Securities laws in Canada are applied purposefully, the principal purpose being investor protection. The CSA notes that issues around cryptocurrency volatility, transparency, valuation, custody and integrity, and liquidity all engage investor protection concerns. Investors, particularly unsophisticated investors, often do not understand the properties of the investment product they are asked to purchase and may be vulnerable to unethical practices and illegal schemes. Securities laws are a direct means of addressing some of these concerns, as the CSA suggests, and securities regulators will apply the law, or adapt the law, to prevent historical problems with unregulated investment.
Although the general tone of securities regulators in Canada continues to be welcoming and supportive of blockchain technology ventures, this latest guidance from the CSA more firmly cautions market participants about compliance with Canadian securities laws. Securities regulators will continue to protect the public from "speculative schemes which have no more basis than so many feet of blue sky."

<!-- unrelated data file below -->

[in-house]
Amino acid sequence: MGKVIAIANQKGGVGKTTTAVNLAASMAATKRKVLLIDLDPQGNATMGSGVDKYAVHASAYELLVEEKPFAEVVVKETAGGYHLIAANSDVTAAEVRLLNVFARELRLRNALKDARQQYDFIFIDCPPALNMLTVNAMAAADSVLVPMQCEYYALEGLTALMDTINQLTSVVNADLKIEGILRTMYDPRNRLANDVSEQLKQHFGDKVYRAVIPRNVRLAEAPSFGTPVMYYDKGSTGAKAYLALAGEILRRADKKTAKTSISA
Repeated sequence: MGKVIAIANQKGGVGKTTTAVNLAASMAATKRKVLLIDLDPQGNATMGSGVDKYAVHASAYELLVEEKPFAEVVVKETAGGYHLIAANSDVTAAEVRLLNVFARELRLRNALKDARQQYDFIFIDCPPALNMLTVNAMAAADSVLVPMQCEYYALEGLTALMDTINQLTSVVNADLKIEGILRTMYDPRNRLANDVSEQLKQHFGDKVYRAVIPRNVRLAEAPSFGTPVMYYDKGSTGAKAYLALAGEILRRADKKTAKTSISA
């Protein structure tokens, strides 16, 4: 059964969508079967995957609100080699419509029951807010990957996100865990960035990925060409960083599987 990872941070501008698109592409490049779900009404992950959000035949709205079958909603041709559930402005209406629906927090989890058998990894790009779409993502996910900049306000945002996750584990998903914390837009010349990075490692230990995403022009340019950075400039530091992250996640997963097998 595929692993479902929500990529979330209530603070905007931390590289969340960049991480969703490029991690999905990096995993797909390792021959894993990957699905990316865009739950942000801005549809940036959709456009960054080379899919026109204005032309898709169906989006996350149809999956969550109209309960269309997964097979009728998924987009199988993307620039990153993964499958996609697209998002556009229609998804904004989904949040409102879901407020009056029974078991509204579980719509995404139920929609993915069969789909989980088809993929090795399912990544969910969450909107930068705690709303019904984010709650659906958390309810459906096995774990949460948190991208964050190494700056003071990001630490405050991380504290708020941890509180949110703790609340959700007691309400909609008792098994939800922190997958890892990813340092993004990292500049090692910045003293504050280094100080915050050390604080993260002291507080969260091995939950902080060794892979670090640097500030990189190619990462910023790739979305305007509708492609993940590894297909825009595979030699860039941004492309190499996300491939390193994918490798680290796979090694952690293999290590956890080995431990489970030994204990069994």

Recently, the security regulator in Quebec took significant enforcement action against a group offering a cryptocurrency called PlexCoin. Although regulators have generally avoided enforcement activity to date in Canada, market participants should prepare themselves for increased regulatory scrutiny. Regulators are gaining a more sophisticated understanding of blockchain, cryptocurrency, and related topics both technologically and with respect to potential for investor harm, whether intended or not.
Businesses considering raising capital through an ICO, ITO or similar transaction should consult qualified legal and investment counsel to understand the regulatory framework, including whether a business or business model, or a novel instrument or scheme is required to comply with prospectus, registration or marketplace requirements or whether a valid exemption from such requirements may be available under Canadian securities laws.